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Consequences of the ablation of nonpeptidergic afferents in an animal model of trigeminal neuropathic pain

Taylor, Anna M.W.a,b; Osikowicz, Mariaa,b; Ribeiro-da-Silva, Alfredoa,b,c,*

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doi: 10.1016/j.pain.2012.03.023

Summary Ablation of nonpeptidergic nociceptive afferents exacerbated the nociceptive responses following a neuropathic lesion, suggesting a complex role in the development of neuropathic pain.

ABSTRACT Damage to peripheral nerves causes significant remodeling of peripheral innervation and can lead to neuropathic pain. Most nociceptive primary afferents are unmyelinated (C fibers) and subdivided into peptidergic and nonpeptidergic fibers. Previous studies have found nerve injury in the trigeminal system to induce changes in small-diameter primary afferent innervation and cause significant autonomic sprouting into the upper dermis of the lower-lip skin of the rat. In this study, we used the ribosomal toxin, saporin, conjugated to the lectin IB4 to specifically ablate the nonpeptidergic nociceptive C fibers, to see if loss of these fibers was enough to induce autonomic fiber sprouting. IB4-saporin treatment led to specific and permanent ablation of the IB4-positive, P2X3-immunoreactive fibers and led to sprouting of parasympathetic fibers into the upper dermis, but not of sympathetic fibers. These changes were associated with significant increase in glial-derived nerve growth factor levels in the lower-lip skin. While IB4-saporin treatment had no effect on evoked mechanical thresholds when von Frey hairs were applied to the lower-lip skin, ablation of nonpeptidergic fibers in a chronic constriction injury model caused significant sympathetic and parasympathetic fiber sprouting, and led to an exacerbated pain response. This was an unexpected finding, as it has been suggested that nonpeptidergic fibers play a major role in mechanical pain, and suggests that these fibers play a complex role in the development of neuropathic pain.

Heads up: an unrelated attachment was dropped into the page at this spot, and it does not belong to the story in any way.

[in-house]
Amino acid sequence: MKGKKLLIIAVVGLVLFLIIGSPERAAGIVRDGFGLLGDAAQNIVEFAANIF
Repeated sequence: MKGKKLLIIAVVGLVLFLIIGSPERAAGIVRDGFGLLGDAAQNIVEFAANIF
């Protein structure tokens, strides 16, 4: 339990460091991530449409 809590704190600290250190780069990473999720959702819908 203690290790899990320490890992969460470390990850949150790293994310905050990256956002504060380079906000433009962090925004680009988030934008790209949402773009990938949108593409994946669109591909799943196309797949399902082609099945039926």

Sponsorships or competing interests that may be relevant to content are disclosed at the end of this article.

aDepartment of Pharmacology and Therapeutics, McGill University, Montreal, Quebec, Canada H3G 1Y6

bAlan Edwards Centre for Research on Pain, McGill University, Montreal, Quebec, Canada H3A 0G1

cDepartment of Anatomy and Cell Biology, McGill University, Montreal, Quebec, Canada H3A 0C7

*Corresponding author. Address: Department of Pharmacology and Therapeutics, McGill University, 3655 Promenade Sir-William-Osler, Montreal, Quebec, Canada H3G 1Y6. Tel.: +1 514 398 3619; fax: +1 514 221 3207.


Article history: Received 23 December 2011; Received in revised form 15 February 2012; Accepted 21 March 2012.

© 2012 Lippincott Williams & Wilkins, Inc.
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